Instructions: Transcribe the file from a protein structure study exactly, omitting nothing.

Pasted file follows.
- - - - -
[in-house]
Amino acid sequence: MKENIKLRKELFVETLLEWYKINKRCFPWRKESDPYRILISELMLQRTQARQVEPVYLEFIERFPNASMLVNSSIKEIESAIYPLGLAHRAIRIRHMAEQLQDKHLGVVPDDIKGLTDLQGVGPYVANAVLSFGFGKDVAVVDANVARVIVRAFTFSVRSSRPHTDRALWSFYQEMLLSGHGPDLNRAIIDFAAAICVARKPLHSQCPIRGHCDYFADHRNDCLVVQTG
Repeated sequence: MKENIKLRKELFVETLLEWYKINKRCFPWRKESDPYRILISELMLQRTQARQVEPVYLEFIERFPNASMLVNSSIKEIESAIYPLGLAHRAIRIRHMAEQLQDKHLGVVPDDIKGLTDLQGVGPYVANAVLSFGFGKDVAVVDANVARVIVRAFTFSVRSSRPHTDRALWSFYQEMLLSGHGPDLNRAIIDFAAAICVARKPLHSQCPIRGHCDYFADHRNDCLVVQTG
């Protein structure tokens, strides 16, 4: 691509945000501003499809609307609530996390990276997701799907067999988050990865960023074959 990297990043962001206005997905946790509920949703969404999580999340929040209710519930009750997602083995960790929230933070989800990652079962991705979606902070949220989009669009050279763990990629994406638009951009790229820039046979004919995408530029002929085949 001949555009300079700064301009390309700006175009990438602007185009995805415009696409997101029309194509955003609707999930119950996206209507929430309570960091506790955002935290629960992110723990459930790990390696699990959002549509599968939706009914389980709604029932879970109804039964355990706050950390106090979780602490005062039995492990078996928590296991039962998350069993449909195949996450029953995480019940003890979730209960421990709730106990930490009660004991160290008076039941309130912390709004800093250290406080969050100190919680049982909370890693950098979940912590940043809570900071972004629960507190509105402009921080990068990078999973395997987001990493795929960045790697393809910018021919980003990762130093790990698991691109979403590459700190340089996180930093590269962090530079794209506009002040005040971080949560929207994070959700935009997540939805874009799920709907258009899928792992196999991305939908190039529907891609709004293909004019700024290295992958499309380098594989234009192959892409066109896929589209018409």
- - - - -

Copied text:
[in-house]
Amino acid sequence: MKENIKLRKELFVETLLEWYKINKRCFPWRKESDPYRILISELMLQRTQARQVEPVYLEFIERFPNASMLVNSSIKEIESAIYPLGLAHRAIRIRHMAEQLQDKHLGVVPDDIKGLTDLQGVGPYVANAVLSFGFGKDVAVVDANVARVIVRAFTFSVRSSRPHTDRALWSFYQEMLLSGHGPDLNRAIIDFAAAICVARKPLHSQCPIRGHCDYFADHRNDCLVVQTG
Repeated sequence: MKENIKLRKELFVETLLEWYKINKRCFPWRKESDPYRILISELMLQRTQARQVEPVYLEFIERFPNASMLVNSSIKEIESAIYPLGLAHRAIRIRHMAEQLQDKHLGVVPDDIKGLTDLQGVGPYVANAVLSFGFGKDVAVVDANVARVIVRAFTFSVRSSRPHTDRALWSFYQEMLLSGHGPDLNRAIIDFAAAICVARKPLHSQCPIRGHCDYFADHRNDCLVVQTG
């Protein structure tokens, strides 16, 4: 691509945000501003499809609307609530996390990276997701799907067999988050990865960023074959 990297990043962001206005997905946790509920949703969404999580999340929040209710519930009750997602083995960790929230933070989800990652079962991705979606902070949220989009669009050279763990990629994406638009951009790229820039046979004919995408530029002929085949 001949555009300079700064301009390309700006175009990438602007185009995805415009696409997101029309194509955003609707999930119950996206209507929430309570960091506790955002935290629960992110723990459930790990390696699990959002549509599968939706009914389980709604029932879970109804039964355990706050950390106090979780602490005062039995492990078996928590296991039962998350069993449909195949996450029953995480019940003890979730209960421990709730106990930490009660004991160290008076039941309130912390709004800093250290406080969050100190919680049982909370890693950098979940912590940043809570900071972004629960507190509105402009921080990068990078999973395997987001990493795929960045790697393809910018021919980003990762130093790990698991691109979403590459700190340089996180930093590269962090530079794209506009002040005040971080949560929207994070959700935009997540939805874009799920709907258009899928792992196999991305939908190039529907891609709004293909004019700024290295992958499309380098594989234009192959892409066109896929589209018409």